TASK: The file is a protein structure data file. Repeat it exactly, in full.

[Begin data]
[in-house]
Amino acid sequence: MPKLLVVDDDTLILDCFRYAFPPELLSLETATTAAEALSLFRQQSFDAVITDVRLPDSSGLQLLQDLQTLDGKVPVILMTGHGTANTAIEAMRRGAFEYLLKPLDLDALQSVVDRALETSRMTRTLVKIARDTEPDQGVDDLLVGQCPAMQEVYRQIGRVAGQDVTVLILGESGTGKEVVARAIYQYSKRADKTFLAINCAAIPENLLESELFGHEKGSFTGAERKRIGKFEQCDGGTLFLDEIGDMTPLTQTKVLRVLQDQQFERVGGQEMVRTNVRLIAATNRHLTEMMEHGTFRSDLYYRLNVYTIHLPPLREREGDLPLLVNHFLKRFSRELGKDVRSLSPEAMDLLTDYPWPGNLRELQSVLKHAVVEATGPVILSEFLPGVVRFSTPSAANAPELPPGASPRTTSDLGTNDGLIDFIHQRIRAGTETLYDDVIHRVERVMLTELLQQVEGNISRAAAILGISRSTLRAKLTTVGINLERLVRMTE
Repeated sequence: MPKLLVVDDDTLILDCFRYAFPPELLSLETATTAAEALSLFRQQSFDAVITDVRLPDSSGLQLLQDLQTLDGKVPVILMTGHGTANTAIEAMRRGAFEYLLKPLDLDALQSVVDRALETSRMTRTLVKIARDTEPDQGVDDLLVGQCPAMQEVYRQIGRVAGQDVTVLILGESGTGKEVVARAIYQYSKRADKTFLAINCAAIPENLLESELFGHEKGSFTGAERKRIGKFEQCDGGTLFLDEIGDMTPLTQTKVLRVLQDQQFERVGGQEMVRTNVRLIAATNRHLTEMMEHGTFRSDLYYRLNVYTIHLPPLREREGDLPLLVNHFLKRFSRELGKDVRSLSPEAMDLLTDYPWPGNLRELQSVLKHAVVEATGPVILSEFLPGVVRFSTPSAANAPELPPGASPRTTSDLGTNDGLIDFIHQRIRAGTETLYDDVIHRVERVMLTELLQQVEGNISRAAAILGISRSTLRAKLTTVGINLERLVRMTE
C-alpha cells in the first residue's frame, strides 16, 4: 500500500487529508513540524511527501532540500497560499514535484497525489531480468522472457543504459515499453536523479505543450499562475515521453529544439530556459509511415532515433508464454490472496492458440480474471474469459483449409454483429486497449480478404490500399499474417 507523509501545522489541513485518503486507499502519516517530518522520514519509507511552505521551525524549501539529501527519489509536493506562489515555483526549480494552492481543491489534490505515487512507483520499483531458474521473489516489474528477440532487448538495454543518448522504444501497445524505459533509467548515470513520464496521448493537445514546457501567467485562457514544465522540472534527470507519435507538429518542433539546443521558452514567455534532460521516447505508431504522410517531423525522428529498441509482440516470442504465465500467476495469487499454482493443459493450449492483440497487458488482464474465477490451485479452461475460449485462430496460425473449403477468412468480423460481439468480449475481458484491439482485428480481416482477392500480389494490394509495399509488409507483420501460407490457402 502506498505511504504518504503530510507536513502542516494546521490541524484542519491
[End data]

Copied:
[in-house]
Amino acid sequence: MPKLLVVDDDTLILDCFRYAFPPELLSLETATTAAEALSLFRQQSFDAVITDVRLPDSSGLQLLQDLQTLDGKVPVILMTGHGTANTAIEAMRRGAFEYLLKPLDLDALQSVVDRALETSRMTRTLVKIARDTEPDQGVDDLLVGQCPAMQEVYRQIGRVAGQDVTVLILGESGTGKEVVARAIYQYSKRADKTFLAINCAAIPENLLESELFGHEKGSFTGAERKRIGKFEQCDGGTLFLDEIGDMTPLTQTKVLRVLQDQQFERVGGQEMVRTNVRLIAATNRHLTEMMEHGTFRSDLYYRLNVYTIHLPPLREREGDLPLLVNHFLKRFSRELGKDVRSLSPEAMDLLTDYPWPGNLRELQSVLKHAVVEATGPVILSEFLPGVVRFSTPSAANAPELPPGASPRTTSDLGTNDGLIDFIHQRIRAGTETLYDDVIHRVERVMLTELLQQVEGNISRAAAILGISRSTLRAKLTTVGINLERLVRMTE
Repeated sequence: MPKLLVVDDDTLILDCFRYAFPPELLSLETATTAAEALSLFRQQSFDAVITDVRLPDSSGLQLLQDLQTLDGKVPVILMTGHGTANTAIEAMRRGAFEYLLKPLDLDALQSVVDRALETSRMTRTLVKIARDTEPDQGVDDLLVGQCPAMQEVYRQIGRVAGQDVTVLILGESGTGKEVVARAIYQYSKRADKTFLAINCAAIPENLLESELFGHEKGSFTGAERKRIGKFEQCDGGTLFLDEIGDMTPLTQTKVLRVLQDQQFERVGGQEMVRTNVRLIAATNRHLTEMMEHGTFRSDLYYRLNVYTIHLPPLREREGDLPLLVNHFLKRFSRELGKDVRSLSPEAMDLLTDYPWPGNLRELQSVLKHAVVEATGPVILSEFLPGVVRFSTPSAANAPELPPGASPRTTSDLGTNDGLIDFIHQRIRAGTETLYDDVIHRVERVMLTELLQQVEGNISRAAAILGISRSTLRAKLTTVGINLERLVRMTE
C-alpha cells in the first residue's frame, strides 16, 4: 500500500487529508513540524511527501532540500497560499514535484497525489531480468522472457543504459515499453536523479505543450499562475515521453529544439530556459509511415532515433508464454490472496492458440480474471474469459483449409454483429486497449480478404490500399499474417 507523509501545522489541513485518503486507499502519516517530518522520514519509507511552505521551525524549501539529501527519489509536493506562489515555483526549480494552492481543491489534490505515487512507483520499483531458474521473489516489474528477440532487448538495454543518448522504444501497445524505459533509467548515470513520464496521448493537445514546457501567467485562457514544465522540472534527470507519435507538429518542433539546443521558452514567455534532460521516447505508431504522410517531423525522428529498441509482440516470442504465465500467476495469487499454482493443459493450449492483440497487458488482464474465477490451485479452461475460449485462430496460425473449403477468412468480423460481439468480449475481458484491439482485428480481416482477392500480389494490394509495399509488409507483420501460407490457402 502506498505511504504518504503530510507536513502542516494546521490541524484542519491